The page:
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The $69,000 Lunch

 There’s a website named Eater.com that runs a column called Receiptprocity, which features some of theA bottle of 1853 Hennessy more unusual and entertaining receipts from the restaurant world---usually those that are hideously expensive and/or over the top. These receipts are generally contributed by servers, and in fairness it should be noted that their legitimacy isn’t verified.

Someone recently posted a receipt for an official lunch in London, at which 15 Olympic bosses were present. The source claimed to have a friend who was a waiter in the restaurant. The grand total was 44,660 British pounds (or $69,424, about $4628 per person). While most of the items on the bill are within the normal range, the party did finish with a bottle of 1853 Hennessy for 19,000 pounds, or close to $30K at the current rate of exchange.

Speaking of Hennessy, there’s the libation currently offered by Chinawhite, a London nightspot frequented by famous athletes and other celebrities. The Golden Cocktail is essentially a Champagne cocktail made with Hennessy Paradis Cognac and Luxor 24-ct gold-leaf Champagne, and features a set of 18ct gold rings at the bottom. The drink will set you back 2,012 pounds, or about $3,117, but the rings are custom made by the London jeweler Hirsch and include rubies, black diamonds, emeralds and sapphires. It has been given away to some stars who have won gold medals, including Ryan Lochte, and is available to ordinary mortals by reservation.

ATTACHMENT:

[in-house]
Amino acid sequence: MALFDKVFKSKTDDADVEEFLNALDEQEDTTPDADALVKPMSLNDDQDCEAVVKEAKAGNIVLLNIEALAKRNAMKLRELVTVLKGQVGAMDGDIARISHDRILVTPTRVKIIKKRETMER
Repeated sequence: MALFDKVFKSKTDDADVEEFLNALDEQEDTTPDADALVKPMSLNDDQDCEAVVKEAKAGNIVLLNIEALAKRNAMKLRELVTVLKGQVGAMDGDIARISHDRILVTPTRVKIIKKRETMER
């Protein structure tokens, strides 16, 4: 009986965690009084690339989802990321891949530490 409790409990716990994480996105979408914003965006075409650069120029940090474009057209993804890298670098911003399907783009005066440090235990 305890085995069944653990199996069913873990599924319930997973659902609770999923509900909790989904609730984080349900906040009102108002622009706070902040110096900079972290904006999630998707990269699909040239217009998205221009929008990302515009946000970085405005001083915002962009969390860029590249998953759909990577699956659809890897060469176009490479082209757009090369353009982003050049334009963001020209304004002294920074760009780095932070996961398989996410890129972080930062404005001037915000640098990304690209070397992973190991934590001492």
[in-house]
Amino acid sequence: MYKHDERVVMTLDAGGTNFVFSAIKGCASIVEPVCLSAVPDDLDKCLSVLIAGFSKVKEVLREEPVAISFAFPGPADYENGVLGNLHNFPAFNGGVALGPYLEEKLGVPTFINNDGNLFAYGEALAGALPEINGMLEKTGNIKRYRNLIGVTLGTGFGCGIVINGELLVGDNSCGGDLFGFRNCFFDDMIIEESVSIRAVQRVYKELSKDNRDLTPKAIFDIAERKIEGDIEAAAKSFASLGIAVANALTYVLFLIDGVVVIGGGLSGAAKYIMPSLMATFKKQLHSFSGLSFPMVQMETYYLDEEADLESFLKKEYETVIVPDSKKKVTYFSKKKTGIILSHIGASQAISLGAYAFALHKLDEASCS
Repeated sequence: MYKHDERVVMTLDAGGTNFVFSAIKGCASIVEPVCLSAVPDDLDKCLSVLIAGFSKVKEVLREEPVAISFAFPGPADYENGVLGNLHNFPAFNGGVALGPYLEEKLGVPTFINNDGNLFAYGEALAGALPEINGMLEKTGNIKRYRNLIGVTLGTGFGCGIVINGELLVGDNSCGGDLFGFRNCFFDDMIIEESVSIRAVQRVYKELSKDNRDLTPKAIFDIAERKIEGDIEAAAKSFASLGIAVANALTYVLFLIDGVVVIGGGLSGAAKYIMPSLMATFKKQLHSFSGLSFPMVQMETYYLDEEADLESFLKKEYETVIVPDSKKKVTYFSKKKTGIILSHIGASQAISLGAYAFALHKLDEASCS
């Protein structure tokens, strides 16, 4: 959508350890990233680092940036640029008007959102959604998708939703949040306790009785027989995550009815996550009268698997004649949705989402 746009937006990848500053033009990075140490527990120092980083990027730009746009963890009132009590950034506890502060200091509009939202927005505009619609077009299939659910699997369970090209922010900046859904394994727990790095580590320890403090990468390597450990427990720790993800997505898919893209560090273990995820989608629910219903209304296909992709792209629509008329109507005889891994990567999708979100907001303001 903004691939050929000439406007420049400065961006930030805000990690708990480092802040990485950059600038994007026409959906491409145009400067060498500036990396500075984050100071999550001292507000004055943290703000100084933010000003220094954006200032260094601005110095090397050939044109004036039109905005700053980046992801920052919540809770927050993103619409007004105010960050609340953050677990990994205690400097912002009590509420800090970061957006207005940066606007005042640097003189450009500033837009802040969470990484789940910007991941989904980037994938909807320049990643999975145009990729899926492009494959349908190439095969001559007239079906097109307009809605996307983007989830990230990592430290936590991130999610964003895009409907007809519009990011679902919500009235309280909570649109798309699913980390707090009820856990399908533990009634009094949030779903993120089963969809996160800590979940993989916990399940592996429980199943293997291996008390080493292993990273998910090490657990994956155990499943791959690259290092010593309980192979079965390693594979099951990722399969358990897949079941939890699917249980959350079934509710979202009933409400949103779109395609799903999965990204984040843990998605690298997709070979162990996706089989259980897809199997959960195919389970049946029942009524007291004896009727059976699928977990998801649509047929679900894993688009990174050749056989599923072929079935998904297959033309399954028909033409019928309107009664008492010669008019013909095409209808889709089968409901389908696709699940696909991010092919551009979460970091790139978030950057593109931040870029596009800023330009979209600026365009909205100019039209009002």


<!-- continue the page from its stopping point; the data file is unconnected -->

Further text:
I recently criticized the International Olympic Committee for their decision to allow the world’s largest McDonalds to be built in the shadow of the Olympic park. The decision centered on the value of the fast food giant’s sponsorship, but at least the sponsorship funds were being passed along to local Olympic committees for support. Brokien down in that fashion, the value of the Olympic sponsorships pale in comparison to Usain Bolt’s income of $20 million per year, or the estimated $100 million Michael Phelps will rack up in endorsements in the years following the Games. The Olympics may be all about money, but at least they’re consistent.


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